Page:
The first part of this article presents a brief ‘history’ of the August events. This is followed by an analytical comparison with the ‘riots’ of July 1981 that considers their spatial and temporal characteristics. The final part employs quantitative and qualitative evidence to examine aspects of the August events such as ‘looting’, the composition of the crowds and policing tactics."

radprole
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Nov 6 2011 21:15
Steven wrote:
Furthermore, some people including us in the libcom group have seen the original e-mails which prove that he didn't co-author them, but agreed to have his name on them for the kudos of an author credit.

As I mentioned before the Jane's Police Review publication is not a scientific one, so there are no kudos there. Further, if you read "Chaos Theory" it's completely clear that the research on protest crowd control is completely linked with the research on mass emergencies, with the latter presented as a development of their common work. From my little knowledge of scientific work, it's clear that each author writes a specific part of the article and assumes responsibility for the whole. If he disagrees with the article he can always make a public retraction. Of course I totally doubt that he will do so, since he has chosen to keep the specific entry in his "selected publications" list (i.e. the most important ones).

Steven wrote:
as is clear, and as Aufheben acknowledge, he has recently given presentations to the emergency services (which obviously includes police) about dealing with mass emergencies, which he has to do as part of his job. The police being involved in dealing with mass emergencies is not something which has held back class struggle in this country.

The content of the specific Police CBRN consultancy which he alone offered is not restricted to "dealing with mass emergencies". In particular, it is divided into three main themes (check the link: http://jdarchive.files.wordpress.com/2011/10/police-cbrn-consultancy.pdf):

1. "Psychology of crowd behaviour and public disorder" (where you can find the advice quoted before)

"Knowledge based policing means understanding the identity of each crowd.
- Certain police practices can contribute to disorder through:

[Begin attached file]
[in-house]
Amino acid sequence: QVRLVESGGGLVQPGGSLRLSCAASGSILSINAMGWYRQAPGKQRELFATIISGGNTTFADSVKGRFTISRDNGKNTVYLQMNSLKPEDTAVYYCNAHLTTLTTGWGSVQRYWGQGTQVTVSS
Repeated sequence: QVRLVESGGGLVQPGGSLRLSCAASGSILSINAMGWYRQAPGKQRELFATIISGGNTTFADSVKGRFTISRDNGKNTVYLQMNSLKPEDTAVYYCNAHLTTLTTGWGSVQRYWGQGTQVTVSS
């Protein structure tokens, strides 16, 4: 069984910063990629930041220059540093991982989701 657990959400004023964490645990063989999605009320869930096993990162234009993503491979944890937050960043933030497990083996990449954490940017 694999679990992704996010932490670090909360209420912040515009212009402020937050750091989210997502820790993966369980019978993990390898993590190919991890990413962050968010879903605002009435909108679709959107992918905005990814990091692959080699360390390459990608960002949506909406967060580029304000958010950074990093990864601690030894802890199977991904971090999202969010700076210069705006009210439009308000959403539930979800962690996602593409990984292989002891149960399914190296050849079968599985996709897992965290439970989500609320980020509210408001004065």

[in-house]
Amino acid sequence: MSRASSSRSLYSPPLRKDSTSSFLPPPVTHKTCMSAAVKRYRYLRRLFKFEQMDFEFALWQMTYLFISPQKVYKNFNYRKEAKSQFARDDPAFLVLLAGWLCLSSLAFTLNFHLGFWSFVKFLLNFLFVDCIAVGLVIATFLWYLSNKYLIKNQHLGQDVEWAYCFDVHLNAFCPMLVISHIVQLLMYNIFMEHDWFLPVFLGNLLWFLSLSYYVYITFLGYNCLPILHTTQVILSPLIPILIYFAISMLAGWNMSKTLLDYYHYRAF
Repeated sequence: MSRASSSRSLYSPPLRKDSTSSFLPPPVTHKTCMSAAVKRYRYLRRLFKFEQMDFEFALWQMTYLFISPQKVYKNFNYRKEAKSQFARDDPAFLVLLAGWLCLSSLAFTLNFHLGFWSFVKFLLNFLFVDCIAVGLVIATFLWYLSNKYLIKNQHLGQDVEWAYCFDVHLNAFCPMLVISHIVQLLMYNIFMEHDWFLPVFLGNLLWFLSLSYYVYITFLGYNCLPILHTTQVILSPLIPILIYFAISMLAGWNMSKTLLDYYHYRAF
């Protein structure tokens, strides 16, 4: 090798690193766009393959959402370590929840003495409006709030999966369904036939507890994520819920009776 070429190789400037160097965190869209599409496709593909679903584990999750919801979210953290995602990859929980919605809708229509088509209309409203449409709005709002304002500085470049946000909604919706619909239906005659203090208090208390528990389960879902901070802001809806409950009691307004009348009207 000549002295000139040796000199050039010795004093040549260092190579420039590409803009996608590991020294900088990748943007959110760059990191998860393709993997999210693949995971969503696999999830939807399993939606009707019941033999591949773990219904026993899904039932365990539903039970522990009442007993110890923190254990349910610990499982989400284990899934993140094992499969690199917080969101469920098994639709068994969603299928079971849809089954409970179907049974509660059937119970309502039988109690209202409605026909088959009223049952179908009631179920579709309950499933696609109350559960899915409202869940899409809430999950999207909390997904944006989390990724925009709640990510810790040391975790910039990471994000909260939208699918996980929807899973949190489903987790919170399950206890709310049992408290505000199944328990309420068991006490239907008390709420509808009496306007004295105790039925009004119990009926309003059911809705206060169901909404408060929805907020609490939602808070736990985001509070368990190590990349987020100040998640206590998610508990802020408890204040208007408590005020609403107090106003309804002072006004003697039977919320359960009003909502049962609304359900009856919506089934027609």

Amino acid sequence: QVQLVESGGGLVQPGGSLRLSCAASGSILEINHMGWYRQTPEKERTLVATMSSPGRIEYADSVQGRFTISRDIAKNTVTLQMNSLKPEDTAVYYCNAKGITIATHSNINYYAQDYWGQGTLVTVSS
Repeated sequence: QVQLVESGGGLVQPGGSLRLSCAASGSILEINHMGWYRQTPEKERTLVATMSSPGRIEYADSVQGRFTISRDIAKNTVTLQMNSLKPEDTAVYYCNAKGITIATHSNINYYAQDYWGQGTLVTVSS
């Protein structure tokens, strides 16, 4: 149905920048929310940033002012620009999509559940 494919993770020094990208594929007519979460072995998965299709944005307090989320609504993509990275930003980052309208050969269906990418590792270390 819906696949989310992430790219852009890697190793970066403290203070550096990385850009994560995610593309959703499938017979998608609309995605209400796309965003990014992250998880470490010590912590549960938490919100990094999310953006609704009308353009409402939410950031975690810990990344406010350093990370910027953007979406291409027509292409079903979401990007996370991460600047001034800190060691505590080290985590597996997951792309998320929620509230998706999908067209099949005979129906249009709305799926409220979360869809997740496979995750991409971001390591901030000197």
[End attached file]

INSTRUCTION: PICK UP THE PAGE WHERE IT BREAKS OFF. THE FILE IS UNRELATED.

o Empowering a crowd (turning an aggregate into a unity)
o Legitimizing anti-police elements
- Successful policing of potentially disorderly crowds involves
o Communication of police aims
o Facilitating the crowd’s legitimate aims in order to empower self-policing in the majority
o A graded response to potential disorder
"
2. "Psychology of mass emergencies and disasters"
3. "Specificity of managing crowd behaviour in CBRN incidents"

Therefore what you say is inaccurate and misleading. How do you expect us then to trust you with regard to your reassurances that "he hasn't co-authored the two articles"?

Steven wrote:
he didn't organise it, he does do it as part of his job though. But again are you saying that no one should research how to deal safely with crowds in emergency situations? Clearly that would be ridiculous. Are you saying that someone who does shouldn't be allowed to be a communist? Or what?

What you say about the CPD course is also false. I did not refer to the CPD course organized by Stott in Liverpool, but to the CPD course organized by J in the University of Sussex. Moreover, it is not

Quote:
research how to deal safely with crowds in emergency situations

According to the description of the CPD course its content is the following:

"As distinct from existing practitioner-led courses, this course presents the latest scientific research and thinking in crowd psychology. It is intended to ground crowd management professionals in core concepts and principles transferable across a variety of domains, as well as presenting rationales for practice in specific areas.